Traditional owners want more assurances on Jabiluka uranium deposit: SMH

Original article HERE

By Nick Toscano: March 1, 2023

Traditional owners are demanding greater guarantees that uranium mining will never return to the World Heritage-listed Kakadu National Park as a company backed by Rio Tinto continues to attribute a $90 million value to the untapped Jabiluka deposit.

The Gundjeihmi Aboriginal Corporation, representing the Mirarr people in the Northern Territory, welcomed mining giant Rio Tinto’s decision last week to cease referring to Jabiluka as a prospective “mineral resource”, because it has promised not to mine the deposit as long as traditional owners oppose it.

The group called on Rio Tinto’s majority-owned Energy Resources Australia (ERA) to “follow the lead of its major shareholder” and do more to rule out any suggestion that the development or sale of Jabiluka remained a possibility.

“Jabiluka is still sacred to Aboriginal people, its cultural heritage value is still globally significant … and now the second-largest miner in the world says it is unrecoverable,” Gundjeihmi Aboriginal Corporation chief executive Justin O’Brien said. “ERA should do the same.”

In its latest update to investors, ERA noted that its Jabiluka lease was subject to a long-term care and maintenance agreement with traditional owners, struck in 2005, which ensures that the deposit will not be developed without the Mirarr traditional owners’ consent.

However, it stopped short of taking a full impairment on the deposit’s value and has continued to categorise Jabiluka as an “undeveloped property” – an asset not yet ready for use.

“It is uncertain that this consent will be forthcoming and, by extension, that the Jabiluka deposit will be developed,” it said.

An ERA spokesperson said its priority remained the rehabilitation of the Ranger uranium mine, and meeting its statutory and contractual obligations. “ERA continues to comply with all its obligations under the long-term care and maintenance agreement in place for Jabiluka and will continue to do so,” the spokesperson said.

The prospect of mining at Jabiluka – a lease area near the Ranger uranium mine that is surrounded by, but is not part of, the Kakadu National park – sparked fierce opposition among traditional owners and environmental campaigners in 1998 when thousands took part in a human blockade at the site and hundreds were arrested.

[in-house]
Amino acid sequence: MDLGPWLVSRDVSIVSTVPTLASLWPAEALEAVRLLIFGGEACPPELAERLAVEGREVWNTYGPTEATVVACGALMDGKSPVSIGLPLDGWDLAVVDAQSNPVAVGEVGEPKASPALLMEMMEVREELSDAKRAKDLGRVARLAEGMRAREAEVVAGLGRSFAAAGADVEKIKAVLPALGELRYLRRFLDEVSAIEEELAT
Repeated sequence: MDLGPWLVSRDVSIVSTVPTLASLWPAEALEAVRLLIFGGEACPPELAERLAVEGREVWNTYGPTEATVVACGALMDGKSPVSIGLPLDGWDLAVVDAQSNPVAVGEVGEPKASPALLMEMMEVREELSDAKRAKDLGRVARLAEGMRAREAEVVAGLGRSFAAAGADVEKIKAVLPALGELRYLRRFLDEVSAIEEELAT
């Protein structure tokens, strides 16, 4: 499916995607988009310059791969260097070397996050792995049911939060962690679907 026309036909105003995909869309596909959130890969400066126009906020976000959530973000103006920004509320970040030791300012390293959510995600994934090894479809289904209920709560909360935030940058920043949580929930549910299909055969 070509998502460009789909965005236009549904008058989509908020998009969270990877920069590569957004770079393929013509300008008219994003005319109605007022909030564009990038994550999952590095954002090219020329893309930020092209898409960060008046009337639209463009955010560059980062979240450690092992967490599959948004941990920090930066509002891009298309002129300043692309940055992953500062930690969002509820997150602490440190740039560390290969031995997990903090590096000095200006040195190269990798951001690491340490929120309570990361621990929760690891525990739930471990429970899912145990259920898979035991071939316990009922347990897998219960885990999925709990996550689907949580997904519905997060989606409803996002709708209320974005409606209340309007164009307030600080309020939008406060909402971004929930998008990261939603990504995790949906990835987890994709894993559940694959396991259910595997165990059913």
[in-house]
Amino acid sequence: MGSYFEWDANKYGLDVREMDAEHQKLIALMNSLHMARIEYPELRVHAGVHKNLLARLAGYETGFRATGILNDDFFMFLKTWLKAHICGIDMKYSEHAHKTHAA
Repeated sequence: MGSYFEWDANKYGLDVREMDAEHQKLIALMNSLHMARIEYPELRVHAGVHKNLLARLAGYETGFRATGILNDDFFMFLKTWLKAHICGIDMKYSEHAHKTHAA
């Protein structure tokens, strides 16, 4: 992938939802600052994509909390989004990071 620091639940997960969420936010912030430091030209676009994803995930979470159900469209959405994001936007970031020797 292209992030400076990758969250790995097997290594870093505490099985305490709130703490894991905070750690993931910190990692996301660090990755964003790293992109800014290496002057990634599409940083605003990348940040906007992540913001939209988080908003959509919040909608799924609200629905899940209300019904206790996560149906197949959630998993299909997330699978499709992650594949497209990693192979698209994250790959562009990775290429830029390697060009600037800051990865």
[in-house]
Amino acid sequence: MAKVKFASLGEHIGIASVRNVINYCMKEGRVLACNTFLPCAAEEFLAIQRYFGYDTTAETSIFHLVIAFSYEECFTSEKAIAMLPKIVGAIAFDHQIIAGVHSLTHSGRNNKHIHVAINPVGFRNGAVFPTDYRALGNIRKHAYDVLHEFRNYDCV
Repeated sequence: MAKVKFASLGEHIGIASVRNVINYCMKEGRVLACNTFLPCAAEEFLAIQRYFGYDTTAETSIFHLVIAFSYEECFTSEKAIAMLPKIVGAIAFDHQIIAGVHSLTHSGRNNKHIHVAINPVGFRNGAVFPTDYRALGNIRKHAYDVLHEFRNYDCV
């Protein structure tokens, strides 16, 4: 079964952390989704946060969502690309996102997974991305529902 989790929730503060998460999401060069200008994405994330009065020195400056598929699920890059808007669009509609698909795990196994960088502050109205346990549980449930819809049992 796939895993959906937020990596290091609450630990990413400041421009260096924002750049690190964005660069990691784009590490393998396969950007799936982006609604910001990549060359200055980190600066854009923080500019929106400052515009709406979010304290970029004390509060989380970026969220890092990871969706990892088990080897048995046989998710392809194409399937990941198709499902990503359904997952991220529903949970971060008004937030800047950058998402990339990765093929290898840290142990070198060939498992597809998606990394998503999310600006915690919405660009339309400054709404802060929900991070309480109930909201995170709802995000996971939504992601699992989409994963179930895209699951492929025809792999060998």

The development of Jabiluka sparked mass protests in 1998.
The development of Jabiluka sparked mass protests in 1998.

Since the signing of the 2005 care and maintenance agreement, Rio Tinto has made clear that Jabiluka will not be developed, because of long-standing traditional owners’ objections.

Rio Tinto became embroiled in a stand-off with the ERA board last year after ERA commissioned an independent report that suggested traditional owners might change their mind about the Jabiluka project, or that the lease might be able to be sold.

Rio Tinto said the Grant Thornton report failed to appropriately recognise the long-standing opposition of the Mirarr people to further uranium mining on their country, and called for the ERA chairman to resign.

Chairman Peter Mansell and two other board members stood down in October.

Last month, ERA said it had re-established an independent board committee, which includes former federal Indigenous affairs minister Ken Wyatt, and hired new financial advisers as it assessed funding options to complete the rehabilitation of the Ranger uranium mine.

The calls from the Mirarr people come as Rio Tinto has been seeking to strengthen its ties with First Nations communities and improve its approach to cultural heritage across its far-flung operations following the destruction of the 46,000-year-old Juukan Gorge rock shelters in Western Australia in 2020.

Traditional owner Harold Ashburton at Juukan Gorge in 2015, before it was destroyed.
Traditional owner Harold Ashburton at Juukan Gorge in 2015, before it was destroyed.

The blasting of the culturally significant site was legally sanctioned but went against the wishes of traditional owners, who said they were not aware of the miner’s intention to destroy the site until it was too late for the explosive charges to be removed.

The saga sparked worldwide condemnation, led to the federal inquiry and plunged the company into crisis. An uprising by Rio Tinto’s biggest shareholders in Australia and Britain eventually forced the resignations of its chief executive and chairman.

Rio Tinto’s new chief executive, Jakob Stausholm, has since made restoring trust and rebuilding relationships with traditional owners one of his top priorities.